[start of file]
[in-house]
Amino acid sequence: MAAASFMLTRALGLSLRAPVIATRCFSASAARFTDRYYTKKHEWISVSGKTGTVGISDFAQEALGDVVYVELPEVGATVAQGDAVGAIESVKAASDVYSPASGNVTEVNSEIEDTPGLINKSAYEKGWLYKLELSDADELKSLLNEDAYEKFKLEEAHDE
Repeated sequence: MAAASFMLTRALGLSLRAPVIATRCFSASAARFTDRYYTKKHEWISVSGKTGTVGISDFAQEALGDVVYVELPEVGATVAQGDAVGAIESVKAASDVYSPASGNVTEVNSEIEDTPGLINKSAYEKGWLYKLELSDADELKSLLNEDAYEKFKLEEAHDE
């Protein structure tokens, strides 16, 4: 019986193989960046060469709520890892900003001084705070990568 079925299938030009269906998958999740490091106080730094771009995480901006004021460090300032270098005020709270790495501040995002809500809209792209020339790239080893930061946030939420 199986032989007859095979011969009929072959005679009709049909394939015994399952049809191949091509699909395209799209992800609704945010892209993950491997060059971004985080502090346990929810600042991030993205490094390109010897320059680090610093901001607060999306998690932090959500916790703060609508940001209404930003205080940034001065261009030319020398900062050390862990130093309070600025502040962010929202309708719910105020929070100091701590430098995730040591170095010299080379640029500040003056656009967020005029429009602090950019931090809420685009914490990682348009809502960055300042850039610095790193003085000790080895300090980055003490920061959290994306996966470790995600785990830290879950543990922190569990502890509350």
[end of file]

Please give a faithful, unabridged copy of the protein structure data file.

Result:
[in-house]
Amino acid sequence: MAAASFMLTRALGLSLRAPVIATRCFSASAARFTDRYYTKKHEWISVSGKTGTVGISDFAQEALGDVVYVELPEVGATVAQGDAVGAIESVKAASDVYSPASGNVTEVNSEIEDTPGLINKSAYEKGWLYKLELSDADELKSLLNEDAYEKFKLEEAHDE
Repeated sequence: MAAASFMLTRALGLSLRAPVIATRCFSASAARFTDRYYTKKHEWISVSGKTGTVGISDFAQEALGDVVYVELPEVGATVAQGDAVGAIESVKAASDVYSPASGNVTEVNSEIEDTPGLINKSAYEKGWLYKLELSDADELKSLLNEDAYEKFKLEEAHDE
């Protein structure tokens, strides 16, 4: 019986193989960046060469709520890892900003001084705070990568 079925299938030009269906998958999740490091106080730094771009995480901006004021460090300032270098005020709270790495501040995002809500809209792209020339790239080893930061946030939420 199986032989007859095979011969009929072959005679009709049909394939015994399952049809191949091509699909395209799209992800609704945010892209993950491997060059971004985080502090346990929810600042991030993205490094390109010897320059680090610093901001607060999306998690932090959500916790703060609508940001209404930003205080940034001065261009030319020398900062050390862990130093309070600025502040962010929202309708719910105020929070100091701590430098995730040591170095010299080379640029500040003056656009967020005029429009602090950019931090809420685009914490990682348009809502960055300042850039610095790193003085000790080895300090980055003490920061959290994306996966470790995600785990830290879950543990922190569990502890509350």